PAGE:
Metro has launched an aggressive effort to spread its message via social media networks, as officials try to counter criticism that the agency is unresponsive to the public and to convince riders that it is a transparent, reliable system.
The transit agency faces increased scrutiny beneath the microscopes of Twitter, blogs and other digital venues, where riders instantly communicate about escalators that don’t move, rail cars that are too hot and waits that are too long.
Lynn Bowersox, managing director of public relations for Metro, said the agency is “building a communications infrastructure” that will enable it to be more active on social media outlets and have a “two-way dialogue with customers.”
Metro officials have used recent departures in the media relations department to bring aboard new personnel. The authority recently hired a Twitter-savvy chief spokesman and, on Friday, hired a full-time social media manager.
Metro also plans to hire two people to work in the bus control center who will send e-mail alerts about weather or traffic congestion that could cause delays, Bowersox said.
“We’re putting the people, the tools in place to give more information to more people than ever before,” she said. “It is our strategy to find out where customers are getting information and to be there. We’re putting more time and attention into those channels, where people are looking for information on their PDAs, Twitter, Facebook.”
Metro, which counts more than 1 million bus and rail trips on an average weekday, has more than 14,000 followers on its Twitter and Facebook accounts — Metro Forward and Metro Opens Doors. But many riders often complain that its alerts about service interruptions lack detail and that other services, such as its NextBus information technology, are often inaccurate.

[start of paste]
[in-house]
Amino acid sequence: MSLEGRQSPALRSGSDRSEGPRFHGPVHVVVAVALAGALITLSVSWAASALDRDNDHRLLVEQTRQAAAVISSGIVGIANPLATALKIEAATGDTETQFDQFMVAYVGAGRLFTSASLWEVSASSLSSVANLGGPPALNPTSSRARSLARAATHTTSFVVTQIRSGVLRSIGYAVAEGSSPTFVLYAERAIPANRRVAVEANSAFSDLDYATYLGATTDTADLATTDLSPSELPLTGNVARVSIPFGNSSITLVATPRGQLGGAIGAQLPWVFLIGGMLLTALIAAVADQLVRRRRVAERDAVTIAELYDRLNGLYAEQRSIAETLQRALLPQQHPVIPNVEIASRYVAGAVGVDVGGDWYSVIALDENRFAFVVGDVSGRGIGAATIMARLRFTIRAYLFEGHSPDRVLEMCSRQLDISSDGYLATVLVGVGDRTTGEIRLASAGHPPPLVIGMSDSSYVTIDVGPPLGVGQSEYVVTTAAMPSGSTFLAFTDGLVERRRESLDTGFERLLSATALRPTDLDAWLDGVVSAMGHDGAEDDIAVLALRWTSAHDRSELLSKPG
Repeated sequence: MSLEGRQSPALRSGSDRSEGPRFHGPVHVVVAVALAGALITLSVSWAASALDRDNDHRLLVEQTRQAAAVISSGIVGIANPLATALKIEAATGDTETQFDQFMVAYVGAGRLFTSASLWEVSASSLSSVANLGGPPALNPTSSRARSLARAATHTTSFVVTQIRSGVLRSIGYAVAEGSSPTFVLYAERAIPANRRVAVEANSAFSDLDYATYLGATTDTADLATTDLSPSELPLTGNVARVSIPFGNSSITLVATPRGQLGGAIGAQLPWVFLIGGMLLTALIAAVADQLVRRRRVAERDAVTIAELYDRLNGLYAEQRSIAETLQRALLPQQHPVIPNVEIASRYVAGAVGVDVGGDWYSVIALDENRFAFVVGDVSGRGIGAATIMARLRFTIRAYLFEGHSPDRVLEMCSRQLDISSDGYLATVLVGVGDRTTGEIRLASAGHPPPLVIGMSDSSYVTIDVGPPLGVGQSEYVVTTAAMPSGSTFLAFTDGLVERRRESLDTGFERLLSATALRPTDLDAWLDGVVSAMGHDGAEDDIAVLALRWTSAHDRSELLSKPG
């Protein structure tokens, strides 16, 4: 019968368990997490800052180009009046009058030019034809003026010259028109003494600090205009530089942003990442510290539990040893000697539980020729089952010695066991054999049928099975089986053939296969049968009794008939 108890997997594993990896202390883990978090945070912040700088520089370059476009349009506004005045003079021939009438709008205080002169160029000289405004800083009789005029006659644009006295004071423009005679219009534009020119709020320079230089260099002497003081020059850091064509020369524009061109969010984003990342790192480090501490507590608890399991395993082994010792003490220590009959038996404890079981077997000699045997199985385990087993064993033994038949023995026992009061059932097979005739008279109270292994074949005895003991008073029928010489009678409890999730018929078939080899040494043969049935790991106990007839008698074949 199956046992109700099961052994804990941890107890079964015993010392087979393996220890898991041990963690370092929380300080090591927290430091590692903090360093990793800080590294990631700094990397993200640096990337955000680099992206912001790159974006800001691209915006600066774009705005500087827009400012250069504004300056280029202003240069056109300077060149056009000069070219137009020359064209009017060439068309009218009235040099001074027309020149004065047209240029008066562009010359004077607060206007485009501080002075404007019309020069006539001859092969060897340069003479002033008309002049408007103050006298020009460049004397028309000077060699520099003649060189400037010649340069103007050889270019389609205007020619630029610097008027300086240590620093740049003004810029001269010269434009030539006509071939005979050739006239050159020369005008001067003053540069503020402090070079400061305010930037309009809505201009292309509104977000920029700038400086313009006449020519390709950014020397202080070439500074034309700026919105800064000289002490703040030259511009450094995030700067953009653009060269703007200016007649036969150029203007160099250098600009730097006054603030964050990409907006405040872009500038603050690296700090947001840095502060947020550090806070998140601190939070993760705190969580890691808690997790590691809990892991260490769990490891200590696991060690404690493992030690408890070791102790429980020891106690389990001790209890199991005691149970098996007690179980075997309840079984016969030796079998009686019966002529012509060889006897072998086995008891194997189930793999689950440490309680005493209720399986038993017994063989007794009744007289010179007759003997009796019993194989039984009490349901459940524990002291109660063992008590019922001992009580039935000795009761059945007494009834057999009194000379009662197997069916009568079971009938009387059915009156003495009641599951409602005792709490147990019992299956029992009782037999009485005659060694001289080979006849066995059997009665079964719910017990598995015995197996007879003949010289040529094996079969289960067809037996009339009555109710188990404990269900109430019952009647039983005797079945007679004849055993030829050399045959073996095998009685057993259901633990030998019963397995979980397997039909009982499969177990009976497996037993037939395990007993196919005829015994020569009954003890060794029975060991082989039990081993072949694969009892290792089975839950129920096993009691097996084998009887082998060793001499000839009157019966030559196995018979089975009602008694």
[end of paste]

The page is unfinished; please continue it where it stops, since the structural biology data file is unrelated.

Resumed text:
Last month, Metro launched Metro Forward, a public relations campaign to promote a $5 billion, six-year capital program to rehabilitate the aging system. But the transit authority faces daily smackdowns in the world of social media and blogs.
Chief spokesman Dan Stessel, who joined Metro in May after serving as the senior director of corporate communications for New Jersey Transit , has discovered that there is a fire to extinguish every day when you’re running Metro’s PR shop.
While Metro has long provided e-mail alerts, it hasn’t been as engaged on social media, and riders have complained that messages are cryptic.
Stessel, 35, has waded into the conversations on Twitter, answering questions, giving details about the causes of delays and promising better alerts and overall communication, signing updates with “^DS.”
“This is about more than just getting the word out about the massive rebuilding effort,” Stessel said. “It’s about engaging customers in a two-way conversation and using every communication channel at our disposal to give customers more accurate, real-time, actionable service information.”
Most recently, he was trying to calm the storms that erupted two days last week when delays seemed to overwhelm the busy Red Line.
“Customers traveling toward Silver Spring/Glenmont, the Green Line is your better bet right now,” was one of his tweets Thursday, as furious riders complained about delays and crowds. Transit police temporarily closed the entrances to Gallery Place because of safety concerns.
His engagement with social media has become so routine that some Metro followers seemed to suffer withdrawal one morning last week when he was tied up in meetings and didn’t tweet that he’d be unreachable for several hours. One Metro blogger circulated messages asking whether Stessel had left the agency.
Stessel laughed when he learned of the furor his online absence had created.
“You can’t get rid of me that easily,” he said.
On Friday, Stessel beefed up his staff by adding a social media manager. Brian Anderson, 31, has worked for the Southeastern Pennsylvania Transportation Authority for the past four years as manager of communications.
At SEPTA, Anderson became known for videos he made that display proper etiquette for quiet car trains and encourage commuters to not eat or drink on trains.
Anderson said he wants Metro to “keep information flowing. I want people to see Metro as a system of transparency and understand we are working for them.”